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Scientific Articles   |    
Adverse Outcomes in Hip Arthroplasty: Long-Term Trends
Brian R. Wolf, MD, MS1; Xin Lu, MS1; Yue Li, PhD1; John J. Callaghan, MD1; Peter Cram, MD, MBA1
1 Department of Orthopaedics and Rehabilitation (B.R.W., J.J.C.) and Division of General Internal Medicine, Department of Internal Medicine (X.L., Y.L., P.C.), University of Iowa, 200 Hawkins Drive, Iowa City, IA 52242. E-mail address for B.R. Wolf: brian-wolf@uiowa.edu
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Disclosure: One or more of the authors received payments or services, either directly or indirectly (i.e., via his or her institution), from a third party in support of an aspect of this work. In addition, one or more of the authors, or his or her institution, has had a financial relationship, in the thirty-six months prior to submission of this work, with an entity in the biomedical arena that could be perceived to influence or have the potential to influence what is written in this work. No author has had any other relationships, or has engaged in any other activities, that could be perceived to influence or have the potential to influence what is written in this work. The complete Disclosures of Potential Conflicts of Interest submitted by authors are always provided with the online version of the article.

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Investigation performed at the University of Iowa, Iowa City, Iowa

Disclaimer: The views expressed in this article are those of the authors and do not necessarily represent the views of the Department of Veterans Affairs.


Copyright © 2012 by The Journal of Bone and Joint Surgery, Inc.
J Bone Joint Surg Am, 2012 Jul 18;94(14):e103 8. doi: 10.2106/JBJS.K.00011
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Abstract

Background: 

Total hip arthroplasty is a common surgical procedure, but little is known about longitudinal trends in associated adverse outcomes. Our objective was to describe long-term trends in demographics, comorbidities, and adverse outcomes for older patients who underwent primary and revision total hip arthroplasty.

Methods: 

We identified a retrospective, observational cohort of 1,405,379 Medicare beneficiaries who underwent primary total hip arthroplasty and 337,874 who underwent revision total hip arthroplasty between 1991 and 2008. The primary outcome was a composite representing the occurrence of one or more of the following adverse outcomes during the index admission or during readmission within ninety days after discharge: death, hemorrhage, infection, pulmonary embolism, sepsis, deep venous thrombosis, and myocardial infarction. Secondary outcomes included each of these outcomes assessed individually.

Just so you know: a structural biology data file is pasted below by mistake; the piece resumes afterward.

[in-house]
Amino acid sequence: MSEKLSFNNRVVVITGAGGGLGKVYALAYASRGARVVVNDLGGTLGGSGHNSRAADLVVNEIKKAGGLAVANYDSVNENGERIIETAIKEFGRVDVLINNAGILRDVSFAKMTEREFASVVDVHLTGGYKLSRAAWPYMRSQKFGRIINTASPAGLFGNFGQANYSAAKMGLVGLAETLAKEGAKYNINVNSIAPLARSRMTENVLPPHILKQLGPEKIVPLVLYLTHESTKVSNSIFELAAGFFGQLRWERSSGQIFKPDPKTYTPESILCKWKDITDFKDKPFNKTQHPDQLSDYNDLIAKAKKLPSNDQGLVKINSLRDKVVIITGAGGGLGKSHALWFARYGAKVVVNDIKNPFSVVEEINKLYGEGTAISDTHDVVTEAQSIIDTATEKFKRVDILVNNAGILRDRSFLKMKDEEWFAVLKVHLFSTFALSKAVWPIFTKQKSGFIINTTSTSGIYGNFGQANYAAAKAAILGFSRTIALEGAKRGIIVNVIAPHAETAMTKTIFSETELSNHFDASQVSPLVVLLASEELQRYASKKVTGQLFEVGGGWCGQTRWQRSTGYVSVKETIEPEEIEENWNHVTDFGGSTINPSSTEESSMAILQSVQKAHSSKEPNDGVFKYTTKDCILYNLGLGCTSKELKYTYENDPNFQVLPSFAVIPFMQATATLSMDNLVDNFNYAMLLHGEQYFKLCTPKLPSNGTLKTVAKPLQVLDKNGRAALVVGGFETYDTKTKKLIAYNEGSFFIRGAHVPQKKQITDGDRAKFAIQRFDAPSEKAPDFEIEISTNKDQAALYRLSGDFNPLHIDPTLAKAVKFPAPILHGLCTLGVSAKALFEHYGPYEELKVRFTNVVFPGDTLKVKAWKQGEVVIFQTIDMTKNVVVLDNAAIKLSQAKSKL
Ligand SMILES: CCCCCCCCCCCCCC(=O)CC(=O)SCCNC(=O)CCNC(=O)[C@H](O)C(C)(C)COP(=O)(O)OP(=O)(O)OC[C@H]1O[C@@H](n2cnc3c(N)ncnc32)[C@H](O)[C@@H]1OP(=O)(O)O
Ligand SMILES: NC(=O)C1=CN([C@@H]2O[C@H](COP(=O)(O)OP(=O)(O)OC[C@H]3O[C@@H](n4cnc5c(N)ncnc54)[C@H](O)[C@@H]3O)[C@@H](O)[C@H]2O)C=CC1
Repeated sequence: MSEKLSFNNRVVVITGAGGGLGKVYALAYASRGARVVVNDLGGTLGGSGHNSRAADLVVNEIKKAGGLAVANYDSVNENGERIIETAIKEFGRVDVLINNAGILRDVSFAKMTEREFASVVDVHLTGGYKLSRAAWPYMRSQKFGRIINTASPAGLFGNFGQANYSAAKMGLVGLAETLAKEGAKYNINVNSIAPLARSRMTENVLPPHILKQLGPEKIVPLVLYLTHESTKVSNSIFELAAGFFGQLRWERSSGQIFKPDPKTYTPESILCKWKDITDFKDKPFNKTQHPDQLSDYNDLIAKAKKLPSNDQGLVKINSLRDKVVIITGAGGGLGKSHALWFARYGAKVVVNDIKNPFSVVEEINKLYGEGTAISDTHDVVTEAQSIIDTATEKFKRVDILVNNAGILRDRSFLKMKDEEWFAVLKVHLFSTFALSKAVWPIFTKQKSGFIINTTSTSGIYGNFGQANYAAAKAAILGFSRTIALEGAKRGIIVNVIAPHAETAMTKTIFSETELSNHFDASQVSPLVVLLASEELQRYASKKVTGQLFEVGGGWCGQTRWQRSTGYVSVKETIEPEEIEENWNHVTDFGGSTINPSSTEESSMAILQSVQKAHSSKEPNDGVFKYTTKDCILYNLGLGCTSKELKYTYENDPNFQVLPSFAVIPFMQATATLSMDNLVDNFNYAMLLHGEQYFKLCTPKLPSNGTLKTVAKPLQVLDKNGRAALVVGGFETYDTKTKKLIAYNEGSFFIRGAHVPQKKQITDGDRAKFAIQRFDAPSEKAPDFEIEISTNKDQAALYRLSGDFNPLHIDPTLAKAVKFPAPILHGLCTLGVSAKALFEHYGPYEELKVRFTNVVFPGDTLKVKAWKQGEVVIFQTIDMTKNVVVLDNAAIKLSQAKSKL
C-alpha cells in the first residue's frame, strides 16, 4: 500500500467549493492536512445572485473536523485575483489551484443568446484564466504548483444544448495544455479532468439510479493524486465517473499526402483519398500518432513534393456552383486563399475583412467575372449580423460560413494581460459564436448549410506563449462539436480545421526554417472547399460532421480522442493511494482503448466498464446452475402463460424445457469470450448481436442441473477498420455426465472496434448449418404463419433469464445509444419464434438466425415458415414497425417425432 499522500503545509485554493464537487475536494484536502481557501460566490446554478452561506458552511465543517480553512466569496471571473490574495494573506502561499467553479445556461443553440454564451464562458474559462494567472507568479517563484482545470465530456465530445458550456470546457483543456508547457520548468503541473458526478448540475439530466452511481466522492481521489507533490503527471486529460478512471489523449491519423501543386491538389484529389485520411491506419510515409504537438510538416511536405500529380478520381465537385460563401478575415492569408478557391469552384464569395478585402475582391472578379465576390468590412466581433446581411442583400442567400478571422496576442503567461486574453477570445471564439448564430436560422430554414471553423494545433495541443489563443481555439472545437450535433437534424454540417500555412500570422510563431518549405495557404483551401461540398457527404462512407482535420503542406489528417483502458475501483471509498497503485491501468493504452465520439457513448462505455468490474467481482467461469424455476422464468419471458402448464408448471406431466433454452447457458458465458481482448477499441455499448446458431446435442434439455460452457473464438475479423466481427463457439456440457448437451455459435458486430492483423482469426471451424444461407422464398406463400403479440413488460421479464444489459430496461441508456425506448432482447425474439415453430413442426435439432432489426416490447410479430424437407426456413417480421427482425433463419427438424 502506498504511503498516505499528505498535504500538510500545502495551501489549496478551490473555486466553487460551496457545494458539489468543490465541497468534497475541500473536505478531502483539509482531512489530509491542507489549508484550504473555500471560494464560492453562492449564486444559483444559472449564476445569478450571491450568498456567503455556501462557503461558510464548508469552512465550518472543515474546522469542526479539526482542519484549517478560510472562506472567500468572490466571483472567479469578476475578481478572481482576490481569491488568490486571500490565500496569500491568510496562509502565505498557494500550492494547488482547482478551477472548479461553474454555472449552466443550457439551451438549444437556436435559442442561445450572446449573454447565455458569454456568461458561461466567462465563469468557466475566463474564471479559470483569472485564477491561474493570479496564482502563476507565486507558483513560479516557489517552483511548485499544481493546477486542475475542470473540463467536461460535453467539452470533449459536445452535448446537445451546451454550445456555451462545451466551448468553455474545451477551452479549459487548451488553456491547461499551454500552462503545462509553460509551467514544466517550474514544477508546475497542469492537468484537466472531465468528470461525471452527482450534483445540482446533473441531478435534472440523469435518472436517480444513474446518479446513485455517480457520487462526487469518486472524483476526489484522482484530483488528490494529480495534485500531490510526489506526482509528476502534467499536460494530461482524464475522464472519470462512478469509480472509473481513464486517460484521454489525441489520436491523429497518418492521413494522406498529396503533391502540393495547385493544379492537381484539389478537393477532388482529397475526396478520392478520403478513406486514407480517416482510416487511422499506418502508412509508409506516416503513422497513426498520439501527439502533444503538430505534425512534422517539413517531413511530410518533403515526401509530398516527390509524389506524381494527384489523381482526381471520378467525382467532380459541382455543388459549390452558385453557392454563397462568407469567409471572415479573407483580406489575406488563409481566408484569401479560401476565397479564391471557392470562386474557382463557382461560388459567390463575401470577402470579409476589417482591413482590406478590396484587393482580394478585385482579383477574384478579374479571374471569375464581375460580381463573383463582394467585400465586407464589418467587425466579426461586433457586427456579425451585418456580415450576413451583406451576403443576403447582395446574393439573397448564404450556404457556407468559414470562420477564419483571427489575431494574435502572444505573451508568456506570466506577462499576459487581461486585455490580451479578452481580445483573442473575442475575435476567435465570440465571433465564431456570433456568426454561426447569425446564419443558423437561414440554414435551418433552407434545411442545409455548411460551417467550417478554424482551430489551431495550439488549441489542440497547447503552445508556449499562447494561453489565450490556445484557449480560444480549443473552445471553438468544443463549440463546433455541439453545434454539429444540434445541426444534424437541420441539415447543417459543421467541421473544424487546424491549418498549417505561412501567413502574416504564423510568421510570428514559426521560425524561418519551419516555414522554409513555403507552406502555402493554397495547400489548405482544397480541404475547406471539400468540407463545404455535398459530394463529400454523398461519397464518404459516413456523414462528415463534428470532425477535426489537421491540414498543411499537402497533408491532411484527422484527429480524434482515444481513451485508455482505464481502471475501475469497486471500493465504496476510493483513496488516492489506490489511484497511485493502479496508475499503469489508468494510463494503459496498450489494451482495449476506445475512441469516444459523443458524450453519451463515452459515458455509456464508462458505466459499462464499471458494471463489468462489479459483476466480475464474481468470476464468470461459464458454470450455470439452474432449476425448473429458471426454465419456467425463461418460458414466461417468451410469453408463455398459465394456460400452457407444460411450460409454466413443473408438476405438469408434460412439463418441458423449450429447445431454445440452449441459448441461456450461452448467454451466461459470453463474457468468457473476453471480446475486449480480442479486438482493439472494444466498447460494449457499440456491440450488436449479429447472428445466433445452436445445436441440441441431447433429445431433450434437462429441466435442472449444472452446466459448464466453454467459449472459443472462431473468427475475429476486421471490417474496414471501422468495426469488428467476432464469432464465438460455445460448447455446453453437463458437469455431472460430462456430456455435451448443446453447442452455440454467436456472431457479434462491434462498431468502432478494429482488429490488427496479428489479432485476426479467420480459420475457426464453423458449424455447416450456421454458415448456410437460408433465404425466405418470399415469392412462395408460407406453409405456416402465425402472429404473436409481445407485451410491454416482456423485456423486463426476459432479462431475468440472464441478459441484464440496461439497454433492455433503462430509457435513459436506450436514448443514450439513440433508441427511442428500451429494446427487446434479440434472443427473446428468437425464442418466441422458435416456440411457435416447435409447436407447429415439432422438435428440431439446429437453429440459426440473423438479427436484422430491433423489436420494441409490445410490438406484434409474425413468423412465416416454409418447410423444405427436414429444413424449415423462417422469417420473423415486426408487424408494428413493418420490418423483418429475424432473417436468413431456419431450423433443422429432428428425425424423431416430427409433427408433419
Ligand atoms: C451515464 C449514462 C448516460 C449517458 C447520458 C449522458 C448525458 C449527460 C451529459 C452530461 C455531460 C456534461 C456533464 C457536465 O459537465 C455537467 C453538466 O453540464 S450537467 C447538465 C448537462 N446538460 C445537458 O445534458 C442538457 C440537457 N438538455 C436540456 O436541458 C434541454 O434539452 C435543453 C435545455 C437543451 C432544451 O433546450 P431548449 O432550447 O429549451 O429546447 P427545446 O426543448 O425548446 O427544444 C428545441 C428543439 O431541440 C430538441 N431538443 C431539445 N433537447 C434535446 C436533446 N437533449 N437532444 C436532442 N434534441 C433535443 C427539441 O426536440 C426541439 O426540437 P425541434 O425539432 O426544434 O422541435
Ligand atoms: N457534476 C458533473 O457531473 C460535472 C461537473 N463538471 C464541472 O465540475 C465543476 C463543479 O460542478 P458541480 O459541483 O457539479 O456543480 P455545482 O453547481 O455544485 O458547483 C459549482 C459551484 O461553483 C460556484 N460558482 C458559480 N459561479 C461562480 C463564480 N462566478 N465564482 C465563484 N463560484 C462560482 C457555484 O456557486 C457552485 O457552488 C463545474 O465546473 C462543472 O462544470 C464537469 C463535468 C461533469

Results: 

Between 1991 and 2008, the mean age and the mean comorbidity burden increased for all total hip arthroplasty patients. The length of hospital stay after primary and revision total hip arthroplasty declined by approximately 50% over the study period. However, the rate of readmission for any cause has recently increased and has surpassed 10% for primary total hip arthroplasty and 20% for revision total hip arthroplasty. The composite rate of adverse outcomes after primary total hip arthroplasty declined from 4% to 3.4% over the study period, whereas the composite adverse outcome rate after revision total hip arthroplasty slowly increased from 7% to 10.9%. We observed a steady decline in the rates of most individual adverse outcomes after primary total hip arthroplasty over the majority of the study period. Many of these rates stabilized or began to increase slightly near the end of the study period. In contrast, an increase in the rates of many adverse outcomes was observed in the revision total hip arthroplasty population even after accounting for changes in patient complexity. Postoperative hemorrhage has gradually increased after both primary and revision total hip arthroplasty.

Conclusions: 

Patients undergoing primary and revision total hip arthroplasty are becoming more complex. Despite this increasing complexity, patient outcomes for primary total hip arthroplasty improved markedly before stabilizing in recent years. In contrast, patient outcomes after revision total hip arthroplasty have gradually worsened, likely reflecting the increase in the medical comorbidities and surgical complexity of these patients. Length of hospital stay has demonstrated a substantial decline, which has recently been coupled with an increased readmission rate.

Level of Evidence: 

Prognostic Level II. See Instructions for Authors for a complete description of levels of evidence.

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    References

    Accreditation Statement
    These activities have been planned and implemented in accordance with the Essential Areas and policies of the Accreditation Council for Continuing Medical Education (ACCME) through the joint sponsorship of the American Academy of Orthopaedic Surgeons and The Journal of Bone and Joint Surgery, Inc. The American Academy of Orthopaedic Surgeons is accredited by the ACCME to provide continuing medical education for physicians.
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